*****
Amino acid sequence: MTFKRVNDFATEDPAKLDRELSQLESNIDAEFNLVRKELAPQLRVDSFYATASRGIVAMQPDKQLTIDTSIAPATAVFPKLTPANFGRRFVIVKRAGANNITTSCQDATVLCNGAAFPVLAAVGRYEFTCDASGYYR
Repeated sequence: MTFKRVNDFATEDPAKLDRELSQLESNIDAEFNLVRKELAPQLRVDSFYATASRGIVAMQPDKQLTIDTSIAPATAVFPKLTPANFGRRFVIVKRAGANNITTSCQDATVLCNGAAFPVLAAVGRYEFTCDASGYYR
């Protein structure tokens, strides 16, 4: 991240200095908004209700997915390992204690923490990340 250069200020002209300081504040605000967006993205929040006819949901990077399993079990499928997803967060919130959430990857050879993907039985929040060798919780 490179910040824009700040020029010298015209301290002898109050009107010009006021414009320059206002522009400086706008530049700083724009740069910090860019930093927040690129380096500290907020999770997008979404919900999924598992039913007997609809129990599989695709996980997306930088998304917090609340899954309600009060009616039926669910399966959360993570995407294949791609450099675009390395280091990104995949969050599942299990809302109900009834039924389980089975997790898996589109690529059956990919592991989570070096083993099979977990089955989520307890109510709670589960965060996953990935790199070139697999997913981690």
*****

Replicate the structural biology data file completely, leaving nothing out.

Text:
Amino acid sequence: MTFKRVNDFATEDPAKLDRELSQLESNIDAEFNLVRKELAPQLRVDSFYATASRGIVAMQPDKQLTIDTSIAPATAVFPKLTPANFGRRFVIVKRAGANNITTSCQDATVLCNGAAFPVLAAVGRYEFTCDASGYYR
Repeated sequence: MTFKRVNDFATEDPAKLDRELSQLESNIDAEFNLVRKELAPQLRVDSFYATASRGIVAMQPDKQLTIDTSIAPATAVFPKLTPANFGRRFVIVKRAGANNITTSCQDATVLCNGAAFPVLAAVGRYEFTCDASGYYR
């Protein structure tokens, strides 16, 4: 991240200095908004209700997915390992204690923490990340 250069200020002209300081504040605000967006993205929040006819949901990077399993079990499928997803967060919130959430990857050879993907039985929040060798919780 490179910040824009700040020029010298015209301290002898109050009107010009006021414009320059206002522009400086706008530049700083724009740069910090860019930093927040690129380096500290907020999770997008979404919900999924598992039913007997609809129990599989695709996980997306930088998304917090609340899954309600009060009616039926669910399966959360993570995407294949791609450099675009390395280091990104995949969050599942299990809302109900009834039924389980089975997790898996589109690529059956990919592991989570070096083993099979977990089955989520307890109510709670589960965060996953990935790199070139697999997913981690």